The hurricane center predicted that parts of Florida could receive up to 8 inches (20 centimeters) of total rain from the storm, and that flooding was possible in Georgia and South Carolina, which were expected to receive 3 to 5 inches (8 to 13 centimeters) of rain. A couple of tornadoes are also possible Thursday morning from southeastern Georgia into South Carolina's coastal plain.

According to the website poweroutages.us, approximately 35,000 homes and businesses on either side of the Georgia-Florida state line were without power Wednesday evening.

Despite the fact that the storm hampered the search for potential survivors and victims of the June 24 collapse of a Miami-area condominium, crews continued their search in the rubble of Champlain Towers South in Surfside, Florida, on the state's southeast coast.

The storm also temporarily halted demolition on the remaining portion of an overturned cargo ship off the coast of Georgia on Wednesday. The South Korean freighter Golden Ray capsized in September 2019 off St. Simons Island, about 70 miles (110 kilometers) south of Savannah, and crews have removed more than half the ship since November.

According to Coast Guard Petty Officer 2nd Class Michael Himes, a spokesperson for the multiagency command in charge of the demolition, the majority of salvage workers were sheltering indoors on Wednesday.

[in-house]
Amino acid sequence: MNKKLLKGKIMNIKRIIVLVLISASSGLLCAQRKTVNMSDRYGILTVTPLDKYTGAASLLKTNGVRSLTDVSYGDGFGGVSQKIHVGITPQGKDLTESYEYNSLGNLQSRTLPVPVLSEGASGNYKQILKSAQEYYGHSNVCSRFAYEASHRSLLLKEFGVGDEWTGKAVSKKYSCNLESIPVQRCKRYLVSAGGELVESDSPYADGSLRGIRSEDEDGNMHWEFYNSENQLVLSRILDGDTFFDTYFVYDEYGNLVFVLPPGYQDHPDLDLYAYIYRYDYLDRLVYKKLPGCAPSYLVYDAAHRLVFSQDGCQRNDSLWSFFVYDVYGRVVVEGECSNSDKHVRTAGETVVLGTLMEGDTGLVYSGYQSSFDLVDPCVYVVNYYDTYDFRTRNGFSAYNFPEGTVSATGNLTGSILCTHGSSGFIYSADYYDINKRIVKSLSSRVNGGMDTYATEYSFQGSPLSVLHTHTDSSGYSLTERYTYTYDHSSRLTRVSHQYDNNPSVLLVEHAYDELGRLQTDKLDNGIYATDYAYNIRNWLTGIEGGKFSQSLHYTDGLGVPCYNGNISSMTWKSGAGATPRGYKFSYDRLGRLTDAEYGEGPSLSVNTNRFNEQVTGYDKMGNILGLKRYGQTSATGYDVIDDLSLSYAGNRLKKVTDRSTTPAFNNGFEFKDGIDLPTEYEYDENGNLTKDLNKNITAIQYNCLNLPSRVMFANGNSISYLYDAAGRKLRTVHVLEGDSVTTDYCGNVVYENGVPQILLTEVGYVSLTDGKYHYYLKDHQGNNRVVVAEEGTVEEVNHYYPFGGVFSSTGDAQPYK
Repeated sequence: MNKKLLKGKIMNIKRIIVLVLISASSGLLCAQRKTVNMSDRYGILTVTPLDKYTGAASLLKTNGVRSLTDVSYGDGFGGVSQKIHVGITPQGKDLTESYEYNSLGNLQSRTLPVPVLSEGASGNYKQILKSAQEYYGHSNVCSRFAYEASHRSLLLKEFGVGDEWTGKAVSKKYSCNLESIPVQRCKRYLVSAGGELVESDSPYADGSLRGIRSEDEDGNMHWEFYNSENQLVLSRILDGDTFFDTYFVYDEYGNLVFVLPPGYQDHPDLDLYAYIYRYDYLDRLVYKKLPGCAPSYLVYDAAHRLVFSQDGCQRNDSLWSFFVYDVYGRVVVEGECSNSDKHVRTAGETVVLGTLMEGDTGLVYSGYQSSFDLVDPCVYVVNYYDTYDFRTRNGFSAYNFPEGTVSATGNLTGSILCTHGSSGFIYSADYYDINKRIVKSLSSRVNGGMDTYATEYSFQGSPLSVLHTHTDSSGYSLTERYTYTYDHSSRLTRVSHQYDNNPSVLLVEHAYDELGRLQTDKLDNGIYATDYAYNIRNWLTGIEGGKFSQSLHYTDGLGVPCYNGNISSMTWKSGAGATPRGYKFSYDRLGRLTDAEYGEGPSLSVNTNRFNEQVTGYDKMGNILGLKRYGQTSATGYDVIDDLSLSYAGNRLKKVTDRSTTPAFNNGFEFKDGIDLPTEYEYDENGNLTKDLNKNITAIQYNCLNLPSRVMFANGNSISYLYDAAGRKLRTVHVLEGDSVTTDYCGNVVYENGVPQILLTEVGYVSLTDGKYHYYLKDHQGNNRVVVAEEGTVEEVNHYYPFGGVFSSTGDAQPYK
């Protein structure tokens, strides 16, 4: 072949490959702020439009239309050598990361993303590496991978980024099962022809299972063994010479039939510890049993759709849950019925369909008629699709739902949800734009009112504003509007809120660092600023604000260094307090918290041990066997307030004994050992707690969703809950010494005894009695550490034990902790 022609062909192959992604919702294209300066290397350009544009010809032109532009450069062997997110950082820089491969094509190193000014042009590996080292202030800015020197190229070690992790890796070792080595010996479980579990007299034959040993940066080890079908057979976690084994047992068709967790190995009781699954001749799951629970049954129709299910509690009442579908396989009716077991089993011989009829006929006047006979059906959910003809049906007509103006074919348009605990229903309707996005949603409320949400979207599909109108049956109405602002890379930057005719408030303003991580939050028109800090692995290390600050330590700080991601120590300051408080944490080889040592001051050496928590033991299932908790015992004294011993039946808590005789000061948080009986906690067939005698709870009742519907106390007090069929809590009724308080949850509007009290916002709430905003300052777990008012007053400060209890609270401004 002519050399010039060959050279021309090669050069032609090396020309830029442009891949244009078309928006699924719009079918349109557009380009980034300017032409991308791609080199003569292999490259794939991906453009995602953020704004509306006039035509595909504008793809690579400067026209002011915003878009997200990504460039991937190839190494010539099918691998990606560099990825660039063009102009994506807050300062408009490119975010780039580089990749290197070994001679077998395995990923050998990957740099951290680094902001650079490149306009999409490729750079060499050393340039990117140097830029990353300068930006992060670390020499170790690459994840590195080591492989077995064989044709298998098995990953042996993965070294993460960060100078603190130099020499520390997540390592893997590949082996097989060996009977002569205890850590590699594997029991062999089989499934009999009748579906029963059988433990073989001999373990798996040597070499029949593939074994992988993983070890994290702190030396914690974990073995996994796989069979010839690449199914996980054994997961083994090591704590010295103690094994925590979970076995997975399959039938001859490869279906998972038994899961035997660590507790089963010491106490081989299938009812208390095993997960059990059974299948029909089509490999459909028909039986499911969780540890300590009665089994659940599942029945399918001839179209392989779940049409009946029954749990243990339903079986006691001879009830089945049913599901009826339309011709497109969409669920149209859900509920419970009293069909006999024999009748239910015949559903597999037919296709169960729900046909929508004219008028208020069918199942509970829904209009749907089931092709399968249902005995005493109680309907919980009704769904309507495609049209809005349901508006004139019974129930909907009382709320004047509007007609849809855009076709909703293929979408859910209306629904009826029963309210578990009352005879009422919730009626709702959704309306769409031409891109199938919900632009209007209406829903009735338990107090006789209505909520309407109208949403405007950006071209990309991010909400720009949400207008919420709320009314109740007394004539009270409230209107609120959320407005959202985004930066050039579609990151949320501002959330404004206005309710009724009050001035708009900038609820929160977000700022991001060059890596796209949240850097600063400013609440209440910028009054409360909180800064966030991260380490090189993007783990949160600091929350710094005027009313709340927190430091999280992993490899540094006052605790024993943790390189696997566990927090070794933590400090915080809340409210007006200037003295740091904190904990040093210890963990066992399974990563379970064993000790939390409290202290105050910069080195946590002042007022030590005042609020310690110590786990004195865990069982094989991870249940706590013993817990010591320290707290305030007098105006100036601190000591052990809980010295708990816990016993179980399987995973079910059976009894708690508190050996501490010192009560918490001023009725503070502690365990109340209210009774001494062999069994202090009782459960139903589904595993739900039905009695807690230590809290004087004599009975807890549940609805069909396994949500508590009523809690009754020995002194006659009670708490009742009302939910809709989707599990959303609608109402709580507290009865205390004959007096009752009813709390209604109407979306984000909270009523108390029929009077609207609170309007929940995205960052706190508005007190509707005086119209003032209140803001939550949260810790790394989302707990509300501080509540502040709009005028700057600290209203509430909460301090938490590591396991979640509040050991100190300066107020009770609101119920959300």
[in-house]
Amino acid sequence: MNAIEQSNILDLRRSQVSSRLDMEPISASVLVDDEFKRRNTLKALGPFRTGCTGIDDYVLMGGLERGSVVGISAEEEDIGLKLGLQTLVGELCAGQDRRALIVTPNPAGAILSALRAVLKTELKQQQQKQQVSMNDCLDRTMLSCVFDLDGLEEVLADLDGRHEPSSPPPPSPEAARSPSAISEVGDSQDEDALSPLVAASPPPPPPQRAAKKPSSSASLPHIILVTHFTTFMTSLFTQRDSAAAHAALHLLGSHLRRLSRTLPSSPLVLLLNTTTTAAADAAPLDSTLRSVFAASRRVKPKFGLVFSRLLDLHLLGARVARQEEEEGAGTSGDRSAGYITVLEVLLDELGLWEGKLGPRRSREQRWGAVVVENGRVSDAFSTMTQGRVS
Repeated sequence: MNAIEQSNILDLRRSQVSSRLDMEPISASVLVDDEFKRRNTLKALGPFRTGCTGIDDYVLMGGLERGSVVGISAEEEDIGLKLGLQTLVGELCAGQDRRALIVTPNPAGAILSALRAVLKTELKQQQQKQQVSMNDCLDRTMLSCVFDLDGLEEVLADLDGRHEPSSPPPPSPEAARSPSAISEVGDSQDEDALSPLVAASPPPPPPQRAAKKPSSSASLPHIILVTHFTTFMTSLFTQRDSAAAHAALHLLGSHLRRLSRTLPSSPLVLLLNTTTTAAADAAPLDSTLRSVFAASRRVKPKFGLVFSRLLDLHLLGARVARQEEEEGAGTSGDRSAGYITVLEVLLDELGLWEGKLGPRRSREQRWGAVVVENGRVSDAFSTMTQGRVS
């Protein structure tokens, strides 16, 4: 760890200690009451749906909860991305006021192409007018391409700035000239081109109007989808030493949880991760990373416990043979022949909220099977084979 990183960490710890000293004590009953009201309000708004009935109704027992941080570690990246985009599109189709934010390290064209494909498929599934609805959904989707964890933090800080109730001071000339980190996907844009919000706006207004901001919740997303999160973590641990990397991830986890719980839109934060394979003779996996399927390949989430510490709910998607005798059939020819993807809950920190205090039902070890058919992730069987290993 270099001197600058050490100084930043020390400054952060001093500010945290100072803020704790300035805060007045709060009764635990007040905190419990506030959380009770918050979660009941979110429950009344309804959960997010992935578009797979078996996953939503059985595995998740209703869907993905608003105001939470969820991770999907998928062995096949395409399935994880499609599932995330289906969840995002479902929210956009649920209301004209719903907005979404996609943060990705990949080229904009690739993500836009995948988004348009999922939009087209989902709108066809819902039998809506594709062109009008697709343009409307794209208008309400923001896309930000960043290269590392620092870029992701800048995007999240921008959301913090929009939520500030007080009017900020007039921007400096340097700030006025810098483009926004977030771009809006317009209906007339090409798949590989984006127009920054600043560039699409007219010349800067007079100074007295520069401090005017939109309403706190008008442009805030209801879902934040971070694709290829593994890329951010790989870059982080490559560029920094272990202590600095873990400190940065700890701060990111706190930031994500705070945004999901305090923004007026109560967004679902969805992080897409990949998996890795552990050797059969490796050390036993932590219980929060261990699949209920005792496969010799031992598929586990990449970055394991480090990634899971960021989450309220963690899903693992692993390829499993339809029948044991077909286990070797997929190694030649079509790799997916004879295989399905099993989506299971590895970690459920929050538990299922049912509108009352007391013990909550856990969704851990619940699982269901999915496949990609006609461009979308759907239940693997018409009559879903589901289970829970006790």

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Crews will be watching to see if Elsa's winds scatter any debris from the ship into the surrounding water, according to Himes, who said the ship's remains are open at both ends, like a giant tube on its side, and its cargo decks still contain hundreds of bashed and mangled cars.

New Tropical Storm Warnings have been issued for North Carolina and the Mid-Atlantic. https://t.co/905zOAYiId pic.twitter.com/APyDftSmow — National Hurricane Center (@NHC_Atlantic) July 8, 2021

Wednesday dawned muggy and overcast in Edisto Beach, South Carolina.

Mayor Jane Darby described the day as “the kind of day where you can just feel the weather wanting to move in.”

The forecast for the barrier island 30 miles (48 kilometers) south of Charleston was similar to a heavy summer thunderstorm – an inch or two (2.5 to 5 centimeters) of rain, winds gusting up to about 40 mph (64 kph), and possibly some beach erosion. Other South Carolina beaches expected similar conditions, mostly overnight to be less of a bother to visitors during an extremely busy season.

“Businesses are dealing with workers in short supply far more than they are dealing with this storm,” Darby said, “and that is where the stress is right now.”

Meanwhile, the US Coast Guard reported that 13 people were rescued from a boat that left Cuba with 22 people aboard late Monday, with nine people still missing. Elsa was also blamed for three deaths in the Caribbean before arriving in Florida.

According to Brian McNoldy, a hurricane researcher at the University of Miami, Elsa is the first fifth-named storm on record.

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Jeff Martin in Marietta, Georgia; Jeffrey Collins in Columbia, South Carolina; Freida Frisaro in Fort Lauderdale, Florida; and Brendan Farrington in Tallahassee, Florida contributed to this report, which Anderson wrote from St. Petersburg, Florida.